As I write this, Greater Boston, including Cambridge, is in a state of lock-down: it has been quite a shock to learn that the terrorism suspects were local residents. Although events are still unfolding outside, I’ve decided to go ahead and post this piece which was written yesterday. Obviously we hope that everyone remains safe.
This week Paul and Liz drafted a joint letter to the learning community regarding the tragic events that unfolded in Boston on Monday. Given that Project Zero is based at Harvard University and that students from one of our participating schools are also from the Greater Boston area, we felt that we could not ignore what had happened. We were able to reassure the learning community that we did not know of anyone from our immediate shared communities who was directly affected by what happened—although regretfully a family connected to another part of Harvard did lose a loved one.
Our team at Project Zero habitually urges Paul to take great care as he walks into unfamiliar and potentially dangerous situations: it was therefore a strange reversing of roles to have Paul be concerned about our safety this week. It was also a reminder of our interconnectedness as human beings. Many students in our learning community are currently thinking about connections between their local neighborhoods and global trends or developments (more on that coming soon). The Boston Marathon involved runners and spectators from around the world, not to mention a large international press corps. The events that took place echoed other acts of violence, including ones that have occurred in the home cities of participants in our project. What happened on Monday does not just affect the people of Boston—nor is Boston’s suffering and resilience unique.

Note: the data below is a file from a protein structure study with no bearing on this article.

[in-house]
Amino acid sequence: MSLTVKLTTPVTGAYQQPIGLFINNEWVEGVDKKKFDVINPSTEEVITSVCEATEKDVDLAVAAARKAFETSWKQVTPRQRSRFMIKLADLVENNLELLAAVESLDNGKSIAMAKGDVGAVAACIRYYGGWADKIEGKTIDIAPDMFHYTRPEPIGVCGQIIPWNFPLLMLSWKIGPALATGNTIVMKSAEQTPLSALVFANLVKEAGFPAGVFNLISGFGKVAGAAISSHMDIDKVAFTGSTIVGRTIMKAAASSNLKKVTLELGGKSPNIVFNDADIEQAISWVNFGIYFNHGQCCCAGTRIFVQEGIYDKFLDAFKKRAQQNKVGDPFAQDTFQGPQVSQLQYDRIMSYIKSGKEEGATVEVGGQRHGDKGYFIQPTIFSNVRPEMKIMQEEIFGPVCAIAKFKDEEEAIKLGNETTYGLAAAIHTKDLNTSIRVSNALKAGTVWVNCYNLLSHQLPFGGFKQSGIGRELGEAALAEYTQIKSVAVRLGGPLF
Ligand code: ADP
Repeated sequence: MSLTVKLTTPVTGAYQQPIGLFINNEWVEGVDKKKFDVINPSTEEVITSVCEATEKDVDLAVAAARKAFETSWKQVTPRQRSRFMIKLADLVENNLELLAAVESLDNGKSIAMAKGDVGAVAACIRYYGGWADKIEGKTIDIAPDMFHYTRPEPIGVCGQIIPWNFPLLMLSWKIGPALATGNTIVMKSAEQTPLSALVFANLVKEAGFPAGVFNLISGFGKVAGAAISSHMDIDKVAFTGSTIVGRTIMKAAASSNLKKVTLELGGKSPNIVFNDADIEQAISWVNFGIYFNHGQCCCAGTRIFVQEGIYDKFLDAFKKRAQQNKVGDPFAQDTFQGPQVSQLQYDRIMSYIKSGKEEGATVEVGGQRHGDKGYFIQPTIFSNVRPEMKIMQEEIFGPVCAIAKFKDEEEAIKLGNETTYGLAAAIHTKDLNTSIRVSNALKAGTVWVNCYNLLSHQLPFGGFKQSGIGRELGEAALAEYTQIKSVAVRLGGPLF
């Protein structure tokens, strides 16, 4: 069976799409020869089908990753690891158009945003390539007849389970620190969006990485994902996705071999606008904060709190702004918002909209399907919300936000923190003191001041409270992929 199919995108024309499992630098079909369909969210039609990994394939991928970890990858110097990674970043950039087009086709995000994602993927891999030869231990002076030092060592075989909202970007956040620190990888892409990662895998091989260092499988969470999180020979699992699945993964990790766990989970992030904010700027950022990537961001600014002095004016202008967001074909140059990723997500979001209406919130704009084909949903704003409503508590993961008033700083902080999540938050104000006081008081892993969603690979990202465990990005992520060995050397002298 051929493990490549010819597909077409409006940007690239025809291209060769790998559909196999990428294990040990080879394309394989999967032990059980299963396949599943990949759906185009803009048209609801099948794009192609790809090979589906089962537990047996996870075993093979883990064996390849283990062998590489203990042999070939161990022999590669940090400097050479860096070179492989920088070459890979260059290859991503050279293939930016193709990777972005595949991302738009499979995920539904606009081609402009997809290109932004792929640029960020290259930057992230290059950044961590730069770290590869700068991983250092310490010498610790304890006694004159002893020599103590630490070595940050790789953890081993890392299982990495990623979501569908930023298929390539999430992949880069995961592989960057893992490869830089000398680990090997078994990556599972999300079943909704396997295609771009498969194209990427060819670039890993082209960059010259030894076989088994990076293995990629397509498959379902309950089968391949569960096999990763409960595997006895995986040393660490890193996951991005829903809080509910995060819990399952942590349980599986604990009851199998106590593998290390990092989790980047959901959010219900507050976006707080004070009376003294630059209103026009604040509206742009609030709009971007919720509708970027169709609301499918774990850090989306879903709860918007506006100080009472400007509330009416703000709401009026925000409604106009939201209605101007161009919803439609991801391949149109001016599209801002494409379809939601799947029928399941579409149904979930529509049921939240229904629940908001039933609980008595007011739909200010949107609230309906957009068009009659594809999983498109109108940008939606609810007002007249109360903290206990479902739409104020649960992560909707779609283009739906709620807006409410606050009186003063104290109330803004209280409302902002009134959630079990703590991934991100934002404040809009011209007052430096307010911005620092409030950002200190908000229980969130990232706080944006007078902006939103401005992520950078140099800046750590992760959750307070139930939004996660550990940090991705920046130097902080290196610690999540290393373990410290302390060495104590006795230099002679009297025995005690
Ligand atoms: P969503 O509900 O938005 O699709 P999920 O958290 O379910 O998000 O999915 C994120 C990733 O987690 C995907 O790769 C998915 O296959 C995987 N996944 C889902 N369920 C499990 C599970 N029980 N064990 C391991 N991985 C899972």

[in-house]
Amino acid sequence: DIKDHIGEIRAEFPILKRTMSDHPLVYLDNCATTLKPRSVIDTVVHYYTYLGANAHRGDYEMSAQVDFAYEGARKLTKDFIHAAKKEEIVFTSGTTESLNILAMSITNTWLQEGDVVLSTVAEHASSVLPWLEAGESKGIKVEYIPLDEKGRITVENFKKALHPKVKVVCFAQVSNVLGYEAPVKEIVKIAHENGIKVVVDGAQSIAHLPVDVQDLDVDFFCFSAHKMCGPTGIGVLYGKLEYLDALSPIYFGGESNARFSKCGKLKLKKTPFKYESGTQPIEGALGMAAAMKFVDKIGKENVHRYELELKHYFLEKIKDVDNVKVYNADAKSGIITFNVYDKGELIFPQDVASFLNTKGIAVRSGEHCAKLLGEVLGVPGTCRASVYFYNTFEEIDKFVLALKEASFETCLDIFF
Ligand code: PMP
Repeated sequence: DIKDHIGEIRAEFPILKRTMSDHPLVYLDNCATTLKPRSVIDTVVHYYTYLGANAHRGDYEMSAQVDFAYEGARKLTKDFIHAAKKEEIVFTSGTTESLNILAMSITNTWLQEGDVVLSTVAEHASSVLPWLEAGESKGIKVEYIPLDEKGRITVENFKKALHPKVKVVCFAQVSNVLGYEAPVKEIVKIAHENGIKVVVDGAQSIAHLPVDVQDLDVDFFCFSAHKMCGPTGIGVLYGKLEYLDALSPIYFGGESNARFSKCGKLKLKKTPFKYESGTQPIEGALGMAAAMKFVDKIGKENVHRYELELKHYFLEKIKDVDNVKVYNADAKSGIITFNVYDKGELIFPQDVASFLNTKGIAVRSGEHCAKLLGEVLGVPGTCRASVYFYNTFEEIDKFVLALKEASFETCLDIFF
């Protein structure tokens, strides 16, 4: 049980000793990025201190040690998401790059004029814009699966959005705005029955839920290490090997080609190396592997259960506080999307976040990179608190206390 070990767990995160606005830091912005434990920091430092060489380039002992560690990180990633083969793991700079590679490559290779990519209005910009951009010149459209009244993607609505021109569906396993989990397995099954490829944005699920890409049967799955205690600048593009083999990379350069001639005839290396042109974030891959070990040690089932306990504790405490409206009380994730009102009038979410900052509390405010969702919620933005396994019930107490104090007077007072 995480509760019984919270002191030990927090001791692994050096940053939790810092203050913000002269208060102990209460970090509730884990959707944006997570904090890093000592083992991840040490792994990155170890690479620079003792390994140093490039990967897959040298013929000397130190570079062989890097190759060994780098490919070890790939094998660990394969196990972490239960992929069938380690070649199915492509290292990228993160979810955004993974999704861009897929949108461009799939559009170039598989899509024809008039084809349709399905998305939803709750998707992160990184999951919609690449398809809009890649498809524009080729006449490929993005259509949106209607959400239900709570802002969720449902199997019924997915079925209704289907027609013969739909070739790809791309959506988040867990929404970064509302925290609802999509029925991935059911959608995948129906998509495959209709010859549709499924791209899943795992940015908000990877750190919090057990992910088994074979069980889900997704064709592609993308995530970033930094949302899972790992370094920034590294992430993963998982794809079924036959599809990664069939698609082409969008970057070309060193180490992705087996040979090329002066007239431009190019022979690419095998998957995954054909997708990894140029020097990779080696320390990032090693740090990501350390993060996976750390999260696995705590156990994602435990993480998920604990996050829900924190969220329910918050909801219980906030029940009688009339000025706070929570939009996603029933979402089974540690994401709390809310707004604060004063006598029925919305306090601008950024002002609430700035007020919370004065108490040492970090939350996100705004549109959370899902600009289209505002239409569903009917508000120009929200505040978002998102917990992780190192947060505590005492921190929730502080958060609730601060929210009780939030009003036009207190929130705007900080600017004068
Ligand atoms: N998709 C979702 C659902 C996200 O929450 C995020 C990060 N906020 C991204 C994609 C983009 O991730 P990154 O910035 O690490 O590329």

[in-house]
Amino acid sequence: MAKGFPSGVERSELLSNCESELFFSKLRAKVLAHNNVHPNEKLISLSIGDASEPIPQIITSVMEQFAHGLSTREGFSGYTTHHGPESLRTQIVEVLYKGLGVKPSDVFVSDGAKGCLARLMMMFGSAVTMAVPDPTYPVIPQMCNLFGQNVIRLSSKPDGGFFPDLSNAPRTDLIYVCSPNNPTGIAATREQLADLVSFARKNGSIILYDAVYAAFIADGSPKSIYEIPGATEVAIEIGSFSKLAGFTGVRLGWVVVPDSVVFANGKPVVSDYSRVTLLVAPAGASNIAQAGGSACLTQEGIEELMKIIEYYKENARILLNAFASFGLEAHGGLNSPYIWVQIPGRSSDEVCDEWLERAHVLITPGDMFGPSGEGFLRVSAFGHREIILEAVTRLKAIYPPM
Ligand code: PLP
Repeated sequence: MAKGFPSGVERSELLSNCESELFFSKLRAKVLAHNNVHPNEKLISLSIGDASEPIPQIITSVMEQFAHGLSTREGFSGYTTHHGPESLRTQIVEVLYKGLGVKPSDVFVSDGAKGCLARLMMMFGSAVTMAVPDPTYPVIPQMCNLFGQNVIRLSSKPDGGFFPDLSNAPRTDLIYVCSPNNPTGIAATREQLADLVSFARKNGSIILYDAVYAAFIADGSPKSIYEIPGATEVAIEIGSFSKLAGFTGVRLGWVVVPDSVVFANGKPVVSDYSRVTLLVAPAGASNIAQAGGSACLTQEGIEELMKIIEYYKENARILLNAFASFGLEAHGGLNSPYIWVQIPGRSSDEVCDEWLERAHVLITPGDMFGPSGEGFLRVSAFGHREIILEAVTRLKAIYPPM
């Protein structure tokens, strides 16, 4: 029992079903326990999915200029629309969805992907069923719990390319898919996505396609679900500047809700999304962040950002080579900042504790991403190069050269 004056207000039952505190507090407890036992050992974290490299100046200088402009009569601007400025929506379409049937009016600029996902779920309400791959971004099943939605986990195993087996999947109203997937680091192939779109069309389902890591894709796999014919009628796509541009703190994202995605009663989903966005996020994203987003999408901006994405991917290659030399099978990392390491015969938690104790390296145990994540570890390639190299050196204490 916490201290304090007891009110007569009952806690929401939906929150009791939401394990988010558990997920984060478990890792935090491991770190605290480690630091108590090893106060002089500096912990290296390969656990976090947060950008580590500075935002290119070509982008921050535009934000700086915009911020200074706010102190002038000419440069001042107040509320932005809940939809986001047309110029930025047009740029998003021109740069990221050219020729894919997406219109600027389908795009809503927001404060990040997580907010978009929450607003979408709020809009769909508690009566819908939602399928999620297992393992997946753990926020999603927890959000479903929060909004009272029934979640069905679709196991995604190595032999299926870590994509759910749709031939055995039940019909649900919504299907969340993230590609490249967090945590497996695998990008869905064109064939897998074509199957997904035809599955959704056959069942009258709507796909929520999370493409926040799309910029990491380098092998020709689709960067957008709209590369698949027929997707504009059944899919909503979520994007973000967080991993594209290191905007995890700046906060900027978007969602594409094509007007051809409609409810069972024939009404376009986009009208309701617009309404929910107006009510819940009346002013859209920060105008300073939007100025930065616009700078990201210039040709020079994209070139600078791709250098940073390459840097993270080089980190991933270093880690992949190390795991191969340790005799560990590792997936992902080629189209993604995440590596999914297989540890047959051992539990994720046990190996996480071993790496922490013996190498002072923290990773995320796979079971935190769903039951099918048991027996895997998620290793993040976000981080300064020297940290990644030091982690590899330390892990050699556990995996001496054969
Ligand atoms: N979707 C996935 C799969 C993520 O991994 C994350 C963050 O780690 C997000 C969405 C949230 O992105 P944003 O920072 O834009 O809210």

With those sentiments in mind, here is an extract from the letter we sent to students:
One positive thing we have noticed–and which Paul has seen over and over again in his reporting–is that terrible events can bring out the best in people. The first responders were magnificent, for example, and there is definitely a sense in Boston that people are rallying to support one another at this time. Furthermore, those of us who live in the area have been touched by the phone calls and messages we’ve received from concerned friends and family members–a poignant reminder of what is really important as we go about our busy lives. At times like this the natural response is to focus on ourselves, but we can also be reminded that we are a global community. The first person who informed Paul of the tragic news and who expressed sincere condolences and concern for the people of Boston, was a Saudi Arabian citizen with whom Paul was speaking via satellite phone.
We urge all of you to take care and to stay strong. To quote Paul, “while it is okay to be afraid, fear can also be blinding. We must remember that people around the world suffer these tragedies and that we are not alone.”
Finally, teachers and parents who are reading this blog might be interested to listen to this thoughtful conversation between our Harvard colleagues Rick Weissbourd and Betsy Groves; they discuss how to talk about events such as this one with children of different ages. Betsy is the founding director of the Child Witness to Violence Project based at Boston Medical Center.